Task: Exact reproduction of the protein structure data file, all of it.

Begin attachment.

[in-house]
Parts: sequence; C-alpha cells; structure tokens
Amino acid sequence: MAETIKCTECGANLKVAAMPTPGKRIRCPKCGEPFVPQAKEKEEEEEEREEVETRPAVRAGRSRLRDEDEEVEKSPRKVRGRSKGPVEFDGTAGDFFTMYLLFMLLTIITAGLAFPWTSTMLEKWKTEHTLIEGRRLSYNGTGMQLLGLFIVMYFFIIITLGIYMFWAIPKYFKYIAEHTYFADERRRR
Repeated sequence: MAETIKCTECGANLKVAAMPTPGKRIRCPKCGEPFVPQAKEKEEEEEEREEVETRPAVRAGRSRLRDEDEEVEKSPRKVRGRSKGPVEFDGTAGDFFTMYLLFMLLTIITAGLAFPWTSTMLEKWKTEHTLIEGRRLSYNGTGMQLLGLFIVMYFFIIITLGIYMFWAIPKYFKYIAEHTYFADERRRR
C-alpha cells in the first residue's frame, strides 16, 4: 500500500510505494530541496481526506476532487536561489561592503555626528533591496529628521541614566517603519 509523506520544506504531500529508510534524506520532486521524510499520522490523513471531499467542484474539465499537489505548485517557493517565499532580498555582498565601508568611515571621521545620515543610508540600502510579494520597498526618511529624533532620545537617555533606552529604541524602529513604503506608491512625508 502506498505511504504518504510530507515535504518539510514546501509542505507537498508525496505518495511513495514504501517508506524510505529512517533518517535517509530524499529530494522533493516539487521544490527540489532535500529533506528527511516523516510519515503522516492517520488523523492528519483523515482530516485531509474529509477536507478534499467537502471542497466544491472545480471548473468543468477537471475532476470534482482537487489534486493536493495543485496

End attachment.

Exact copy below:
[in-house]
Parts: sequence; C-alpha cells; structure tokens
Amino acid sequence: MAETIKCTECGANLKVAAMPTPGKRIRCPKCGEPFVPQAKEKEEEEEEREEVETRPAVRAGRSRLRDEDEEVEKSPRKVRGRSKGPVEFDGTAGDFFTMYLLFMLLTIITAGLAFPWTSTMLEKWKTEHTLIEGRRLSYNGTGMQLLGLFIVMYFFIIITLGIYMFWAIPKYFKYIAEHTYFADERRRR
Repeated sequence: MAETIKCTECGANLKVAAMPTPGKRIRCPKCGEPFVPQAKEKEEEEEEREEVETRPAVRAGRSRLRDEDEEVEKSPRKVRGRSKGPVEFDGTAGDFFTMYLLFMLLTIITAGLAFPWTSTMLEKWKTEHTLIEGRRLSYNGTGMQLLGLFIVMYFFIIITLGIYMFWAIPKYFKYIAEHTYFADERRRR
C-alpha cells in the first residue's frame, strides 16, 4: 500500500510505494530541496481526506476532487536561489561592503555626528533591496529628521541614566517603519 509523506520544506504531500529508510534524506520532486521524510499520522490523513471531499467542484474539465499537489505548485517557493517565499532580498555582498565601508568611515571621521545620515543610508540600502510579494520597498526618511529624533532620545537617555533606552529604541524602529513604503506608491512625508 502506498505511504504518504510530507515535504518539510514546501509542505507537498508525496505518495511513495514504501517508506524510505529512517533518517535517509530524499529530494522533493516539487521544490527540489532535500529533506528527511516523516510519515503522516492517520488523523492528519483523515482530516485531509474529509477536507478534499467537502471542497466544491472545480471548473468543468477537471475532476470534482482537487489534486493536493495543485496